Fred Hurst, senior vice president for extended campuses at Northern Arizona University, said one way online programs can boost retention rates is through competency-based education—a system of learning where student progress is not designed around semesters but around the mastering of concepts at a more personalized pace.
“The self-paced nature of competency-based programs allows students to take the time they need to truly learn a concept,” he said. “If it is a difficult one, they can spend more time on it until the concept is mastered, something that may not happen in a traditional classroom where the faculty member may move ahead quickly, not realizing that the student is falling behind.”
Another method universities are using to keep students on track is the use of data analytics. At Purdue University, an online program called Signals employs an algorithm to spot struggling students and offer guidance and assistance.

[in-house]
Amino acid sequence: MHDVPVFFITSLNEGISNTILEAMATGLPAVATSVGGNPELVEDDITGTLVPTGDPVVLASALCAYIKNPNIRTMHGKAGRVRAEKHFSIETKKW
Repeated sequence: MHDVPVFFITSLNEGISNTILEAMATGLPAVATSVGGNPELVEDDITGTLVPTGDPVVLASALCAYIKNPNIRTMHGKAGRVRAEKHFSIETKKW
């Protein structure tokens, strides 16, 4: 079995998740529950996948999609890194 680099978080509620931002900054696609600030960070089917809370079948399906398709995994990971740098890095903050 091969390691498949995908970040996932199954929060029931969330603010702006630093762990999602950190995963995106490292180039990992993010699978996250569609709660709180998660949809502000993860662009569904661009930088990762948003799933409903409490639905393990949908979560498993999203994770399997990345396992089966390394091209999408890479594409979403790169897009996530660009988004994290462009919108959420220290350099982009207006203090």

“Academic analytics can help shape the future of higher education, just as evolving technology will enable new approaches to teaching and learning,” Kimberly Arnold, educational assessment specialist for Purdue’s Teaching and Learning Technologies group, said.
The program, which has been in use at Purdue for six years, gathers information from 20 data points within the university’s learning management systems to offer a clear picture into how a student is adjusting to a college education.
Purdue students enrolled in at least two courses that used the Signals program graduated within six years at a 21.5 percent rate higher than students who didn’t take classes that used Signals, according to statistics released by the university.
The difference in the nature of—and best practices for—these different groups of students confounds direct comparisons, the authors of the Babson survey said.
“If students are more likely to drop out of an online course because of work or family commitments,” they wrote, “does that reflect on the nature of the course, or the nature of the student?”
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